Free Access
Volume 576, April 2015
Article Number L17
Number of page(s) 4
Section Letters
Published online 17 April 2015

© ESO, 2015

1. Introduction

Building accurate maps of the cosmic web from galaxy surveys is one of the most challenging tasks in modern cosmology. Rapid progress in this field took place in the last few years with the introduction of inference techniques based on Bayesian probability theory (Kitaura et al. 2009; Jasche et al. 2010, 2015; Nuza et al. 2014). This facilitates the connection between the properties of the cosmic web, thoroughly analyzed in simulations (e.g. Hahn et al. 2007; Aragón-Calvo et al. 2010; Cautun et al. 2014), and observations (see Leclercq et al. 2014, for a review on the interface between theory and data in cosmology).

In Leclercq et al. (2015), we conducted a fully probabilistic analysis of structure types in the cosmic web as probed by the Sloan Digital Sky Survey (SDSS) main galaxy sample. This study capitalized on the large-scale structure inference performed by Jasche et al. (2015) using the BORG (Bayesian Origin Reconstruction from Galaxies, Jasche & Wandelt 2013) algorithm. As the full gravitational model of structure formation COLA (COmoving Lagrangian Acceleration, Tassev et al. 2013) was used, our approach resulted in the first probabilistic and time-dependent classification of cosmic environments at non-linear scales in physical realizations of the large-scale structure conducted with real data. Using the Hahn et al. (2007) definition (see also its extensions, Forero-Romero et al. 2009; Hoffman et al. 2012), we obtained three-dimensional, time-dependent maps of the posterior probability for each voxel to belong to a void, sheet, filament or cluster.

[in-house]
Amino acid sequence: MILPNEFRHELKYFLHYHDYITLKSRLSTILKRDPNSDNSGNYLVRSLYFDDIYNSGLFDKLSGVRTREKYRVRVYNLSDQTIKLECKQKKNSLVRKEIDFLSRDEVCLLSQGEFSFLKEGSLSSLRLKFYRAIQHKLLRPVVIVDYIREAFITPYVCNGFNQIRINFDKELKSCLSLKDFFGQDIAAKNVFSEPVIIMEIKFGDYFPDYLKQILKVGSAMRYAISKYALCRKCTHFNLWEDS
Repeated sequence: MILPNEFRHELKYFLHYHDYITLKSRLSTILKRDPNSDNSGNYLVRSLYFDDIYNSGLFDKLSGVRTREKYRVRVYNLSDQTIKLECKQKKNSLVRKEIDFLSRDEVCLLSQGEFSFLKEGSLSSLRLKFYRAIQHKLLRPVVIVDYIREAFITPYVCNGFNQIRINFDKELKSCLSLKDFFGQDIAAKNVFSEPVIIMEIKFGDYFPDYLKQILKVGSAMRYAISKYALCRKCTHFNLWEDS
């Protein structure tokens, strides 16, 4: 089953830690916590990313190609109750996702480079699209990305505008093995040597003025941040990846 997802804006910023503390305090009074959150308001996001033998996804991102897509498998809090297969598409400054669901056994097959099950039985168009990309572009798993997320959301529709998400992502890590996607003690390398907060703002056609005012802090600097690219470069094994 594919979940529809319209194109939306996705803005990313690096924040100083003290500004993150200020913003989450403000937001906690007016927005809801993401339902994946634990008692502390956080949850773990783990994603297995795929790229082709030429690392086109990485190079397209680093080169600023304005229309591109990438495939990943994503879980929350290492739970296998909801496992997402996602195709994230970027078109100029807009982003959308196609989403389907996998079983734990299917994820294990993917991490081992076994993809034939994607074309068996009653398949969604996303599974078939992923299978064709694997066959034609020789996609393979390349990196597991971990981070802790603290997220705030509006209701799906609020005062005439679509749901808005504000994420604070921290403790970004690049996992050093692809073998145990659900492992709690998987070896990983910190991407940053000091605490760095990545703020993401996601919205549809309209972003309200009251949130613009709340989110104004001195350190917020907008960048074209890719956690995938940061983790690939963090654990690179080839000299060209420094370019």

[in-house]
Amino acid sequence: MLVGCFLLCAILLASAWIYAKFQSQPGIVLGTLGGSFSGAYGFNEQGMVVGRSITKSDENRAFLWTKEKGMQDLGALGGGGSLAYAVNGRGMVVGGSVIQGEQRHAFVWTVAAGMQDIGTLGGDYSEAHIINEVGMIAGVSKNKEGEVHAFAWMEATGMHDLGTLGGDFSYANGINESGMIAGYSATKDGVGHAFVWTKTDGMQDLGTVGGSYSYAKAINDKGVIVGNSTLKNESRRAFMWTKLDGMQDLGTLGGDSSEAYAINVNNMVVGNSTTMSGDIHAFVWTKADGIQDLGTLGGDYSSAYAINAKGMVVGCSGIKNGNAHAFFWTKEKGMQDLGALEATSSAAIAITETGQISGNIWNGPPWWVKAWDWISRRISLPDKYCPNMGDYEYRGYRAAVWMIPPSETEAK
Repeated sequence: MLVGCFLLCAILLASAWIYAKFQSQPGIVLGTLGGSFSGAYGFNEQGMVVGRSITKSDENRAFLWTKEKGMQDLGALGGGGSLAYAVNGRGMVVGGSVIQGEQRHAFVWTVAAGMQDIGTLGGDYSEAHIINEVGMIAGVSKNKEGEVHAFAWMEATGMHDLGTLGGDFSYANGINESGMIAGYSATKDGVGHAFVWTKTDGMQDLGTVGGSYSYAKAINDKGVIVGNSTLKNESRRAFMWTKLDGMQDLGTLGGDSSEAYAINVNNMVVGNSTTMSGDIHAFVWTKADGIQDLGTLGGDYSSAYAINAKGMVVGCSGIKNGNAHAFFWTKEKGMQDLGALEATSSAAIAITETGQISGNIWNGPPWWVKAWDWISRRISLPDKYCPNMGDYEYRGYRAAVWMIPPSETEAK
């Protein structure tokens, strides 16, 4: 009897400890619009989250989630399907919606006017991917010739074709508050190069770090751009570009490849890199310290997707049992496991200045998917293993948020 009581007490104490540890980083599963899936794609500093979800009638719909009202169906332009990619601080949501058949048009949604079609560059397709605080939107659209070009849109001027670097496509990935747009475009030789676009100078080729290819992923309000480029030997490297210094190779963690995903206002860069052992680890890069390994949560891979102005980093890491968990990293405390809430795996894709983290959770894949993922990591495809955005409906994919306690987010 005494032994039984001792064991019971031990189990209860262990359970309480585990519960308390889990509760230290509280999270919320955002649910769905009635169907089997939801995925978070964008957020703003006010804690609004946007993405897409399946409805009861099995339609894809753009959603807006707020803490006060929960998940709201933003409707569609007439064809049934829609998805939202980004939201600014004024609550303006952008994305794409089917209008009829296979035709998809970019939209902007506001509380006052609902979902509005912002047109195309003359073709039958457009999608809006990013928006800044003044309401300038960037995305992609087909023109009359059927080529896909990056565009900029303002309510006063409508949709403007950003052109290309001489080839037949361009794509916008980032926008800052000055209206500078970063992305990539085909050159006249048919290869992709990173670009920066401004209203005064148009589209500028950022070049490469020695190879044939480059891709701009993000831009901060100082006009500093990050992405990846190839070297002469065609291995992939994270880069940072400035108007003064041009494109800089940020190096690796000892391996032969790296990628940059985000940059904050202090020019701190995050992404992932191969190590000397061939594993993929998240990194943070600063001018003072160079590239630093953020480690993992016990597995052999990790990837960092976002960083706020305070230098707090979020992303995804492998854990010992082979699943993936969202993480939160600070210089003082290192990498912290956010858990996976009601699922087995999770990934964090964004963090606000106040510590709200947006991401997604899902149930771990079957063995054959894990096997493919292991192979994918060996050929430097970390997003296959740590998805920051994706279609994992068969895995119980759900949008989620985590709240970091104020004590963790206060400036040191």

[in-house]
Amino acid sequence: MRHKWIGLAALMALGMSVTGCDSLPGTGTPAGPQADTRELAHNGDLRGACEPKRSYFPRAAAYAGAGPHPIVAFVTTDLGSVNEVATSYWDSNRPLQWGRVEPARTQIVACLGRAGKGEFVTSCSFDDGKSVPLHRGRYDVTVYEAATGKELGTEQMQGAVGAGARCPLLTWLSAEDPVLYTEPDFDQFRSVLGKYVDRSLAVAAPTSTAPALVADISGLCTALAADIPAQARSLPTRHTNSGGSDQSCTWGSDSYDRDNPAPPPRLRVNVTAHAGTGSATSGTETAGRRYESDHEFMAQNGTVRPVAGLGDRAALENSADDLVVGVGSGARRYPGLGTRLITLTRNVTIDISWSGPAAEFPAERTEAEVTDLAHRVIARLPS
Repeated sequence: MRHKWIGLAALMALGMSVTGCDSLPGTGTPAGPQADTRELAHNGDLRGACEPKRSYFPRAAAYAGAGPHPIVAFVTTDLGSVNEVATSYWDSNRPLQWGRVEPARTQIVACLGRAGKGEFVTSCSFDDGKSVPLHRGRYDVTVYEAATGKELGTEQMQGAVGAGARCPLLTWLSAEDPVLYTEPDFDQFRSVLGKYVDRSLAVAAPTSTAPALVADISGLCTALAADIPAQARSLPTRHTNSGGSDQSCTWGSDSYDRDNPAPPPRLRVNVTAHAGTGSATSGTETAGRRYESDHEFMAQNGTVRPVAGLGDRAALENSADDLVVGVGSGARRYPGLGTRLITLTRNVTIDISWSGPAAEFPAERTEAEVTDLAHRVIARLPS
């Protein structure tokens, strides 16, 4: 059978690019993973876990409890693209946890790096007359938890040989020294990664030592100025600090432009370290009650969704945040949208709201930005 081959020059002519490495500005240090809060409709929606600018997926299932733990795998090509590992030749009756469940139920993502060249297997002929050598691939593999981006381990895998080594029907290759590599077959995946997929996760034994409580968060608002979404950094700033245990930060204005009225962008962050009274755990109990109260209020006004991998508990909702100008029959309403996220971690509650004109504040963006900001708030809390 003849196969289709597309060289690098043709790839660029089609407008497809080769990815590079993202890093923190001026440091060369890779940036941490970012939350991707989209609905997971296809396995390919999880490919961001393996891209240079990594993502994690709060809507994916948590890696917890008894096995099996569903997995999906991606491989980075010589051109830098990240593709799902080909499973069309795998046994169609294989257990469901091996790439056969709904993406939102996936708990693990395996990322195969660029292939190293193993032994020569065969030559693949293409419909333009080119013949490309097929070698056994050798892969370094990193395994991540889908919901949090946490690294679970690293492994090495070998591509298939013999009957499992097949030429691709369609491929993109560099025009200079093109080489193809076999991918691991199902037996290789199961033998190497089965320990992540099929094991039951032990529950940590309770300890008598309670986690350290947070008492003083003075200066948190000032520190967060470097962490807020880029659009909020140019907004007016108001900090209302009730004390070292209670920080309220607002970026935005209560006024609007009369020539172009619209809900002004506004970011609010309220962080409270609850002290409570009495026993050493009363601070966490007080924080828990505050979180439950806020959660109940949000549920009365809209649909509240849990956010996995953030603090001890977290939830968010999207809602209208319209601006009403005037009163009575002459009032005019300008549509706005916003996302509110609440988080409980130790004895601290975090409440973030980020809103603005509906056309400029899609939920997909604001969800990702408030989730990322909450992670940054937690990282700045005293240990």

These posterior probabilities represent all the available structure type information in the observational data assuming the framework of Λ cold dark matter cosmology. Since the large-scale structure cannot be uniquely determined from observations, uncertainty remains about how to assign each voxel to a particular structure type. The question we address in this letter is how to proceed from the posterior probabilities to a particular choice of assigning a structure type to each voxel. Decision theory (see, for example, Berger 1985) offers a way forward, since it addresses the general problem of how to choose between different actions under uncertainty. A key ingredient beyond the posterior is the utility function that assigns a quantitative profit to different actions for all possible outcomes of the uncertain quantity. The optimal decision is that which maximizes the expected utility.

After setting up the problem using our example and briefly recalling the relevant notions of Bayesian decision theory, we will discuss different utility functions and explore the results based on a particular choice.

2. Method

The decision problem for structure-type classification can be stated as follows. We have four different web-types that constitute the “space of input features:” {T0 = void, T1 = sheet, T2 = filament, T3 = cluster}. We want to either choose one of them, or remain undecided if the data constraints are not sufficient. Therefore our “space of actions” consists of five different elements: {a0 = “decide void,” a1 = “decide sheet,” a2 = “decide filament,” a3 = “decide cluster,” and a-1 = “do not decide.”} The goal is to write down a decision rule prescribing which action to take based on the posterior information.